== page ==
HR: Over the past five years, what have been the most dramatic changes for your business? What about the most dramatic changes for the home improvement industry at large?

BB:The most dramatic change for Campbell’s was upgrading our stores to the Destination True Value format. This gave us an updated merchandise assortment, more practical adjacencies of product and a more female-friendly shopping experience.

We continue to capitalize on the shop-local movement and are encouraged that we are holding our ground at retail in the face of technology’s influence on today’s consumer. Over the past five years, we’ve worked to be the “biggest small box” in terms of product offering, building a more diversified merchandise assortment to give our customers more reasons to shop with us.

As for the big boxes, I believe technology has been their biggest gain over the past five years; getting more efficient with supply chain management, improving customer reach and relationship management and growing e-commerce. 

HR: What do you feel have been the keys to your operation’s ability to grow and thrive over the years?

BB: Diversifying our category offering and staying relevant in merchandise assortments (more reasons to shop with us); focusing on the customer experience versus the cliché customer service (creates unspoken distinctions for the customer); a highly visible presence in community engagement (reinforces “local”); and low turnover of key employees who truly create the day-to-day impressions on the customer (creates and maintains relationships with customers).

True Value Foundation Atlanta Habitat for Humanity

HR: Your business has always been very involved in local philanthropic efforts. Could you tell us a little bit about what efforts you have engaged in lately? Why have you made this kind of work a priority for your operation?

BB: The organization I am most passionate about is our local Boys and Girls Club, the Alfond Youth Center (AYC). I serve as vice chair of the board, and I also chair a couple of its committees.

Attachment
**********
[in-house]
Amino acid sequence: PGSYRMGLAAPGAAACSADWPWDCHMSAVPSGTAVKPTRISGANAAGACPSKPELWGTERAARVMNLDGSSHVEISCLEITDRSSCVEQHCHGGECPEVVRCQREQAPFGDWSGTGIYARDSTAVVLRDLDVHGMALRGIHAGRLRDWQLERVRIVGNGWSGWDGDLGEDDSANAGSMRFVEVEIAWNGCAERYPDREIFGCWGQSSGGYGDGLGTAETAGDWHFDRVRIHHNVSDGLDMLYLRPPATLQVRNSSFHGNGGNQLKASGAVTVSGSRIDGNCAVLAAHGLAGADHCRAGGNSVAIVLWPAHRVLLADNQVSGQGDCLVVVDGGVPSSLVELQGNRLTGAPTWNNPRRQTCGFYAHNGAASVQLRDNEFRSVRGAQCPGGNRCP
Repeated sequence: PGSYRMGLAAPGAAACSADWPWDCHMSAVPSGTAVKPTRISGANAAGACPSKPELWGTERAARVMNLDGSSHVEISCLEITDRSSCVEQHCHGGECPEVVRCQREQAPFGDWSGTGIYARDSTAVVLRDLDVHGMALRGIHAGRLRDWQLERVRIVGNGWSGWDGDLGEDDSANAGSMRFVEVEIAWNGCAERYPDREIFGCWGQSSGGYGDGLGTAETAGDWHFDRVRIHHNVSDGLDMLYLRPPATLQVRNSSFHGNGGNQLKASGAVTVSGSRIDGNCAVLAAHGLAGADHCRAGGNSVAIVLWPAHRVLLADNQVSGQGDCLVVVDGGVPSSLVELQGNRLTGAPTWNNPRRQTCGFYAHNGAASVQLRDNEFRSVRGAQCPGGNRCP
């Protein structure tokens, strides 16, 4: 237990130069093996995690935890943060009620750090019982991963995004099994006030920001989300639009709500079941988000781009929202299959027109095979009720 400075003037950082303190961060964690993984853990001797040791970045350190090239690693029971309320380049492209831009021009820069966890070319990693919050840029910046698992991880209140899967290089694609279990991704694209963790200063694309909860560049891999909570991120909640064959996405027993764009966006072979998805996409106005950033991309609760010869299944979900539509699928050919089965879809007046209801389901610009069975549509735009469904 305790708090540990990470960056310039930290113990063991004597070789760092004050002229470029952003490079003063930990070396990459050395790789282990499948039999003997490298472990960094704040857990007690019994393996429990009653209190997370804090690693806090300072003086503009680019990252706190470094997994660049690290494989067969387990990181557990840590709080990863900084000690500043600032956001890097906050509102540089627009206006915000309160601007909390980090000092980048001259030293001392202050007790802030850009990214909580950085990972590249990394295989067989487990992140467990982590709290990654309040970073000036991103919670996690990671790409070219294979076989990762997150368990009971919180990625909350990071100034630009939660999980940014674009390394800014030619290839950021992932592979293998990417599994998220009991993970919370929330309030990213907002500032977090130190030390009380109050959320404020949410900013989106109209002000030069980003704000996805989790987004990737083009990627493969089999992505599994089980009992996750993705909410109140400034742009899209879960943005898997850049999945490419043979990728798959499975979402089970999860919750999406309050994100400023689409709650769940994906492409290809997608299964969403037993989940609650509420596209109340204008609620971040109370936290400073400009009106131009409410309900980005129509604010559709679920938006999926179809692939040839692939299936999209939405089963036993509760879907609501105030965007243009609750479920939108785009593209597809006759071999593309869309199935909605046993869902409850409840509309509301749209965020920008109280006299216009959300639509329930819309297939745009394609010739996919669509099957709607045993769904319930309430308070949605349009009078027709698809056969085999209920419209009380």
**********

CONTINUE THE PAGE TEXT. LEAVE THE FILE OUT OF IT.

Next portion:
We serve more than 150 kids a day in our after-school program and offer nearly 20 program opportunities for our youth. Campbell’s True Value sponsors an organic garden at the AYC that we call “A Place for Kids to Grow,” which teaches children about food sourcing, how to tend a garden, responsibilities about work and effort as well as selling, because the kids sell the excess produce they grow.

In addition to the AYC, we support the local Mid-Maine Homeless Shelter and sponsored the living room area of this brand-new facility with a $50,000 gift. We also do fundraising in our stores for the shelter with collection boxes, and for all store events, we name the shelter as the beneficiary of food sales.

My greatest achievement in community involvement was in creating and organizing a makeover of a house for a mother with nine children.

The family lost its home to foreclosure after the father’s passing. More than 200 volunteers and 100 businesses participated in our “Nine Days for Nine Children” project where we bought the house back, completely renovated it and gave it back to the family fully furnished. While this project was several years ago, my commitment to maintaining an ongoing relationship with this family and continuing to provide frequent financial guidance has added to the reward of such an incredible community project.

HR: What would you say is your favorite part of your job?

BB: The most enjoyable part of my job is working with my leadership team on process improvement and enhancing our customer experience. I love trying to understand what makes the customer choose us and then working that angle to every end—is it price, promotion, selection, people, environment, etc.? I want to know what they like about us so we can do more of it, and I want to know what they don’t like so we can address what’s not working well.

About Amanda Bell

Amanda Bell was an assistant editor of Hardware Retailing and NRHA. Amanda regularly visited with home improvement retailers across the country and attended industry events and seminars. She earned a degree in magazine journalism from Ball State University and has received honors for her work for Hardware Retailing from the Association of Marketing and Communication Professionals.